Equilibria in Epidemic Containment Games


  • Sudip Saha Virginia Tech
  • Abhijin Adiga Virginia Tech
  • Anil Vullikanti Virginia Tech




Network Security Game, Nash Equilibria, Malware Propagation, Epidemic Control, Security, Protection, Game Theory, Graph Theory, Spectral Radius


The spread of epidemics and malware is commonly modeled by diffusion processes on networks. Protective interventions such as vaccinations or installing anti-virus software are used to contain their spread. Typically, each node in the network has to decide its own strategy of securing itself, and its benefit depends on which other nodes are secure, making this a natural game-theoretic setting. There has been a lot of work on network security game models, but most of the focus has been either on simplified epidemic models or homogeneous network structure. We develop a new formulation for an epidemic containment game, which relies on the characterization of the SIS model in terms of the spectral radius of the network. We show in this model that pure Nash equilibria (NE) always exist, and can be found by a best response strategy. We analyze the complexity of finding NE, and derive rigorous bounds on their costs and the Price of Anarchy or PoA (the ratio of the cost of the worst NE to the optimum social cost) in general graphs as well as in random graph models. In particular, for arbitrary power-law graphs with exponent $\beta>2$, we show that the PoA is bounded by $O(T^{2(\beta-1)})$, where $T=\gamma/\alpha$ is the ratio of the recovery rate to the transmission rate in the SIS model. We prove that this bound is tight up to a constant factor for the Chung-Lu random power-law graph model. We study the characteristics of Nash equilibria empirically in different real communication and infrastructure networks, and find that our analytical results can help explain some of the empirical observations.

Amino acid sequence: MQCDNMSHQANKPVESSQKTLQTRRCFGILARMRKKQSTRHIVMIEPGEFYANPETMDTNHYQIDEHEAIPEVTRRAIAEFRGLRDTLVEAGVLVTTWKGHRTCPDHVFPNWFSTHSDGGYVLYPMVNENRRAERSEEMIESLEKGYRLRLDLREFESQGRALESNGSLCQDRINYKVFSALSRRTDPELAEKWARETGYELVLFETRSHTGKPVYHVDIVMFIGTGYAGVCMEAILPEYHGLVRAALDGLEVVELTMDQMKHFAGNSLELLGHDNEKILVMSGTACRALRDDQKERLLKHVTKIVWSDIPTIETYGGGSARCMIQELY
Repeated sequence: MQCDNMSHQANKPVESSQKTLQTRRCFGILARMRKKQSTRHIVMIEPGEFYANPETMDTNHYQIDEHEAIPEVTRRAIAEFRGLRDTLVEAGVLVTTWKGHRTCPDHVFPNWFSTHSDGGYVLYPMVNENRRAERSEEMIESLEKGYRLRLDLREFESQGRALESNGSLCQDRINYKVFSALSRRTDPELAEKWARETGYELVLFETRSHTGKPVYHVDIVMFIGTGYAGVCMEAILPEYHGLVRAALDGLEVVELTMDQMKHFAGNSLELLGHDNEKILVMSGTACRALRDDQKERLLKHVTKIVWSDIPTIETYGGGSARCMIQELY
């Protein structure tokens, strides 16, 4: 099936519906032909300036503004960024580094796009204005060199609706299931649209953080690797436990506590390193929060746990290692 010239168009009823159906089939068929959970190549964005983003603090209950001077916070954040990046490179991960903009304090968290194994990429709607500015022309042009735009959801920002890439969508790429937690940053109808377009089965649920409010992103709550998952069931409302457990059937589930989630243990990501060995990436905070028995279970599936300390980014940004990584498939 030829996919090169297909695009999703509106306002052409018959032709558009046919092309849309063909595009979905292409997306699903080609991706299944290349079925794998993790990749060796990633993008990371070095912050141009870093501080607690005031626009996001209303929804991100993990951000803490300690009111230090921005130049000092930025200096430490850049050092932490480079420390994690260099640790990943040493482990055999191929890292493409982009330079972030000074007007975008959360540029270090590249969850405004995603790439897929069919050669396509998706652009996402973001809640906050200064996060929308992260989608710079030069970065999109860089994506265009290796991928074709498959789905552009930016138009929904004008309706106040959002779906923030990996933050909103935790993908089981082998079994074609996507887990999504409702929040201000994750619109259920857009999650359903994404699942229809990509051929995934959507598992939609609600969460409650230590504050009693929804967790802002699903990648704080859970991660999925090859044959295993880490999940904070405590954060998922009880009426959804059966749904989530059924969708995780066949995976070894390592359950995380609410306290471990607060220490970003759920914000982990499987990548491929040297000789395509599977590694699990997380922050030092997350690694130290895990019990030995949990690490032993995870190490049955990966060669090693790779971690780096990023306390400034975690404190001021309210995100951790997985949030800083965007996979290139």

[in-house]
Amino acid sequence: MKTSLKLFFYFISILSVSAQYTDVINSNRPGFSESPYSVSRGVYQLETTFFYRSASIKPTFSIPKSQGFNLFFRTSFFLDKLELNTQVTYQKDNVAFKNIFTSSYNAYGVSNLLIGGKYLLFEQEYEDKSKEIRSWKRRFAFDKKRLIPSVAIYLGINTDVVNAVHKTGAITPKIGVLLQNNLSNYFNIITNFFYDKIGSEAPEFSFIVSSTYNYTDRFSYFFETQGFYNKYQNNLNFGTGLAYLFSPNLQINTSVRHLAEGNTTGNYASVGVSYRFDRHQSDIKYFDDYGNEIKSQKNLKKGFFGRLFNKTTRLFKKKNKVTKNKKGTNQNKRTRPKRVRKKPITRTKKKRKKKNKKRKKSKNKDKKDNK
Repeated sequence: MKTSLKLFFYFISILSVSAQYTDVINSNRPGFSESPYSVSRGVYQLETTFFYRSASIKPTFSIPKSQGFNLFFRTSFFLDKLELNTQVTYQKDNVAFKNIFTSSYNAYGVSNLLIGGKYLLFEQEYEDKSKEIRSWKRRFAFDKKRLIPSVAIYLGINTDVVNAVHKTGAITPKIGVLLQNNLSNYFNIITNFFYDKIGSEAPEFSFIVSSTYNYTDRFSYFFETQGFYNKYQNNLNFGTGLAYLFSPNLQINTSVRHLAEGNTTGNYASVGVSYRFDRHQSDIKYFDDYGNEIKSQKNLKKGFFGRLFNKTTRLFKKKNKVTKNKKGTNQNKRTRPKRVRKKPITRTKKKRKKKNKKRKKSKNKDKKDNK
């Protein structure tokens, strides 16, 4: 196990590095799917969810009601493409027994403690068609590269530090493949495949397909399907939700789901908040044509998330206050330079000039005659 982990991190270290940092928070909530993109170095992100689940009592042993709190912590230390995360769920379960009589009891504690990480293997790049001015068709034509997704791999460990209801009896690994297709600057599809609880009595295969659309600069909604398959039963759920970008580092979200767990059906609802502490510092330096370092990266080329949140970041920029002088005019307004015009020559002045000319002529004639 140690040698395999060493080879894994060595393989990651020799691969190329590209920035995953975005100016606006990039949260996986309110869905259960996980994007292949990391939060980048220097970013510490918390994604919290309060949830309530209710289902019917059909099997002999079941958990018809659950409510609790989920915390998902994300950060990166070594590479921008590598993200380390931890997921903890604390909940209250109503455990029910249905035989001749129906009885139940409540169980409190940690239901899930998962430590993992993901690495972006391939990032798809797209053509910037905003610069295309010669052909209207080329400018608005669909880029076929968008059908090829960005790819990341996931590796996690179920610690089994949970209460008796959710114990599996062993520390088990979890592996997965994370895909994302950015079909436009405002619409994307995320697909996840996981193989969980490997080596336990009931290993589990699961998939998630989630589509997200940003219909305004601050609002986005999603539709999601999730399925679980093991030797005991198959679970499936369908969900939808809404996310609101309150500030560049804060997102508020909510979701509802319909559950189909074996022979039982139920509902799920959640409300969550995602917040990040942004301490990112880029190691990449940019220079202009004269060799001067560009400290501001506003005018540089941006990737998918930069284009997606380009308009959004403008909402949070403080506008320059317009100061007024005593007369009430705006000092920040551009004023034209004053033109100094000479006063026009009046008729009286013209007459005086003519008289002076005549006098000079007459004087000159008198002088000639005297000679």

How to Cite

Saha, S., Adiga, A., & Vullikanti, A. (2014). Equilibria in Epidemic Containment Games. Proceedings of the AAAI Conference on Artificial Intelligence, 28(1). https://doi.org/10.1609/aaai.v28i1.8819



AAAI Technical Track: Game Theory and Economic Paradigms